Top 10 Posts of the Week (7/12/14 – 7/18/14)

This is the beginning of a new series, where we list and summarize the top 10 posts (in no particular order) we’ve found across the blogosphere for the week. If you find a blog post that you consider to be especially noteworthy, send it to us and we may include it on our list!

  1. Carl Trueman, “A Church for Exiles,” First Things. Dr. Trueman discusses how the Christian church in America today has been stripped of its cultural relevance and sent into “exile.” But this is not cause for despair. Rather, says Trueman, the church will survive and thrive, and it will do so by the weekly proclamation of the Word reminding us of our identity in Christ.
  2. Jon Payne, “Sanctification and the Heidelberg Catechism, Part One” (Part Two here), Reformation 21. Payne addresses the rise of “soft antinomianism” within the Reformed world today. Contra those who would claim that sanctification is merely “getting used to our justification,” Payne highlights the multiplicity of motivations for Christian obedience, the importance of the third use of the law, and the role of effort in sanctification.
  3. Adelaide Mena, “Sexual Assault: What Does the Hook-Up Culture Have to Do with It (Part One)?” Public Discourse. Could there be a causal connection between our culture’s increasingly laissez-faire attitude toward sexual activity and the rise in college campus sexual assaults? Mena thinks so, and explains why the concept of “consent” is so quickly dismissed by young people today.
  4. Derek Rishmawy, “Dating Advice You Actually Need,” The Gospel Coalition. For those of you involved in youth and/or college ministry, you will often be approached with this question: “How can I have a healthy Christian relationship with my boyfriend/girlfriend?” Derek suggests that one key indicator of a dating couple’s spiritual/emotional health is their commitment to each other’s involvement in the local church.
  5. Mark Tooley, “Total Depravity Is Key to Social Justice!” Juicy Ecumenism. In this short post, Tooley observes how, ironically, it is those most committed to ideals of social perfection who usually cause the most damage to society. By contrast, when we are mindful of the sinfulness of human nature, we are better capable of achieving meaningful and lasting social progress.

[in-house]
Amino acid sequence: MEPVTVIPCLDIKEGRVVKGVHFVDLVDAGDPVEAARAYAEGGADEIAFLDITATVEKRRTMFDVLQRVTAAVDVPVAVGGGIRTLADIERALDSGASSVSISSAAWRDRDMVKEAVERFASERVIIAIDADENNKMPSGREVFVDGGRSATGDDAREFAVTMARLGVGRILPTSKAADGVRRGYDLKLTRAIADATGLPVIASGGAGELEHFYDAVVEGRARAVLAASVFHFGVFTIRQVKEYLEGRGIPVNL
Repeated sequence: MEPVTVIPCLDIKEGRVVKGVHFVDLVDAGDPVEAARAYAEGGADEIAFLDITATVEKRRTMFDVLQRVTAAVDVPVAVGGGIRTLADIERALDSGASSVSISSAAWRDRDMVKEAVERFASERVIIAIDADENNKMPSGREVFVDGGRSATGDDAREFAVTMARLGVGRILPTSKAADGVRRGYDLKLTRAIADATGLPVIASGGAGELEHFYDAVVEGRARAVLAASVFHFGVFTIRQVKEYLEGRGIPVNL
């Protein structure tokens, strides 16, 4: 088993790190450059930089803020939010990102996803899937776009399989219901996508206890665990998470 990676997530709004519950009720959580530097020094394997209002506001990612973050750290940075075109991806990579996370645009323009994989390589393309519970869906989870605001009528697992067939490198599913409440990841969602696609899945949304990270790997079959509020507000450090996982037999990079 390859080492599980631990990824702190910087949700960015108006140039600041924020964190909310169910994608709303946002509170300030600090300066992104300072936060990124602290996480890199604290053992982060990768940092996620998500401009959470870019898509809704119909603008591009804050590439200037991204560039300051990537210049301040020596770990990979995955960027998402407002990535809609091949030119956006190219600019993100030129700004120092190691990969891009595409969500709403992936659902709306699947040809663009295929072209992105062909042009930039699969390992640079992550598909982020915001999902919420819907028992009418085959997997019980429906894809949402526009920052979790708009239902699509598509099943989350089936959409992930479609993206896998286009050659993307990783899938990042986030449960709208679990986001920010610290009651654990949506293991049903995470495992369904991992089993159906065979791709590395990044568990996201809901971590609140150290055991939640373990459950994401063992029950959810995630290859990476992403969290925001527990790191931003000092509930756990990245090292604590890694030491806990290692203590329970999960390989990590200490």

6. Félix Cabrera, “Romans 13 and the Immigration Crisis,” The Gospel Coalition. Since last fall, over 50,000 children have fled from Central America and taken up illegal residence within our own borders. But in this post, Cabrera reflects on the meaning of Romans 13 (the textus classicus on submission to civil authorities), and questions whether we should see this crisis as a legal issue or as a humanitarian issue.
  7. Michael J. Kruger, “A Word of Encouragement to Those in Ministry: God Does Not View Your Labors as ‘Filthy Rags,'” Canon Fodder (HT: The Aquila Report). It is true that our good works can contribute nothing whatsoever to our justification. Even our best deeds are corrupted by weaknesses and imperfections. But too often Calvinists turn the doctrine of Total Depravity into self-loathing. Kruger reminds us that God delights in the works of his children, and accepts them as though they were perfect, because we are united to his Son Jesus. This is a refreshing word to those who are experiencing doubt or fatigue in their ministries.
  8. Michael Bird, “Writing a Romans Commentary: An Interim Report,” Euangelion. Keep your eyes on this commentary! I suspect that it is going to become one of the definitive works on Romans. Bird does a better job than nearly anyone I know of integrating the strengths of both old and new perspectives on Paul.
  9. Anthony Bradley, “Church Planting Is Insufficient for Social Change,” What Is Your Salvation For?  In this post, Bradley encourages readers to move beyond an ecclesiocentric view of social change and appreciate the importance of other institutions like businesses, schools, hospitals, and so forth. Our vision of the church’s mission has become too myopic, and we need to step outside the walls of our churches if we hope to recapture the breadth of God’s work of redemption.
  10. Douglas Sweeney, “Was Luther a Calvinist?” The Gospel Coalition. It would be anachronistic to try to place Lutherans somewhere along the Calvinist-Arminian spectrum. They are a different theological tradition in their own right. But there are significant points of contact with and divergence from the Calvinist tradition, and Sweeney does a good job of cataloging primary sources and seeing how Lutheranism matches up to the five points of TULIP.

About Kyle Dillon

A teaching elder in the Presbyterian Church in America (PCA), assistant pastor of theological instruction at Riveroaks Reformed Presbyterian Church, and theology/languages teacher at Westminster Academy in Memphis, Tennessee.

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